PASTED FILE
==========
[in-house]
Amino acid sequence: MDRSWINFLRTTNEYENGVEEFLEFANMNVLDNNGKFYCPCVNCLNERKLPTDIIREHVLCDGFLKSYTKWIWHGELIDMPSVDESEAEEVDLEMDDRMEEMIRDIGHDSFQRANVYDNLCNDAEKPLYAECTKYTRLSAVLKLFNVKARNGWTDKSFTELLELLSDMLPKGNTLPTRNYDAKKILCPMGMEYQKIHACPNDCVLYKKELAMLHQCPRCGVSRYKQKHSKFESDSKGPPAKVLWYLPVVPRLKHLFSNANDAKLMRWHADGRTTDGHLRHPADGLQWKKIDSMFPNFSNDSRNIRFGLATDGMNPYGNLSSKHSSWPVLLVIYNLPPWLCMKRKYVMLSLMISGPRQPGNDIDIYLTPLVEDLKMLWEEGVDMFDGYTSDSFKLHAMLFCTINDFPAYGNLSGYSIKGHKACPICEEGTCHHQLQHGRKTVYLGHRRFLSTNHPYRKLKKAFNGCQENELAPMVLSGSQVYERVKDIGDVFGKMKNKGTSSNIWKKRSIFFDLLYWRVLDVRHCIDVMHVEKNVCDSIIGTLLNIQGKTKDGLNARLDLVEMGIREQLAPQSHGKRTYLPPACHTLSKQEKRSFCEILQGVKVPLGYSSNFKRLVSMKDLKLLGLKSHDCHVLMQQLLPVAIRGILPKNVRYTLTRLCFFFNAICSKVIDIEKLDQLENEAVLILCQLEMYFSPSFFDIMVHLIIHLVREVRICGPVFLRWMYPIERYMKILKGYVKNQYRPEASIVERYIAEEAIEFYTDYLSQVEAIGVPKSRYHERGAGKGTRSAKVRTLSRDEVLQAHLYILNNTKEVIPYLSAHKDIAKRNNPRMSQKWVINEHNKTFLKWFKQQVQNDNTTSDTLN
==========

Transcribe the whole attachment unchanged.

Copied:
[in-house]
Amino acid sequence: MDRSWINFLRTTNEYENGVEEFLEFANMNVLDNNGKFYCPCVNCLNERKLPTDIIREHVLCDGFLKSYTKWIWHGELIDMPSVDESEAEEVDLEMDDRMEEMIRDIGHDSFQRANVYDNLCNDAEKPLYAECTKYTRLSAVLKLFNVKARNGWTDKSFTELLELLSDMLPKGNTLPTRNYDAKKILCPMGMEYQKIHACPNDCVLYKKELAMLHQCPRCGVSRYKQKHSKFESDSKGPPAKVLWYLPVVPRLKHLFSNANDAKLMRWHADGRTTDGHLRHPADGLQWKKIDSMFPNFSNDSRNIRFGLATDGMNPYGNLSSKHSSWPVLLVIYNLPPWLCMKRKYVMLSLMISGPRQPGNDIDIYLTPLVEDLKMLWEEGVDMFDGYTSDSFKLHAMLFCTINDFPAYGNLSGYSIKGHKACPICEEGTCHHQLQHGRKTVYLGHRRFLSTNHPYRKLKKAFNGCQENELAPMVLSGSQVYERVKDIGDVFGKMKNKGTSSNIWKKRSIFFDLLYWRVLDVRHCIDVMHVEKNVCDSIIGTLLNIQGKTKDGLNARLDLVEMGIREQLAPQSHGKRTYLPPACHTLSKQEKRSFCEILQGVKVPLGYSSNFKRLVSMKDLKLLGLKSHDCHVLMQQLLPVAIRGILPKNVRYTLTRLCFFFNAICSKVIDIEKLDQLENEAVLILCQLEMYFSPSFFDIMVHLIIHLVREVRICGPVFLRWMYPIERYMKILKGYVKNQYRPEASIVERYIAEEAIEFYTDYLSQVEAIGVPKSRYHERGAGKGTRSAKVRTLSRDEVLQAHLYILNNTKEVIPYLSAHKDIAKRNNPRMSQKWVINEHNKTFLKWFKQQVQNDNTTSDTLN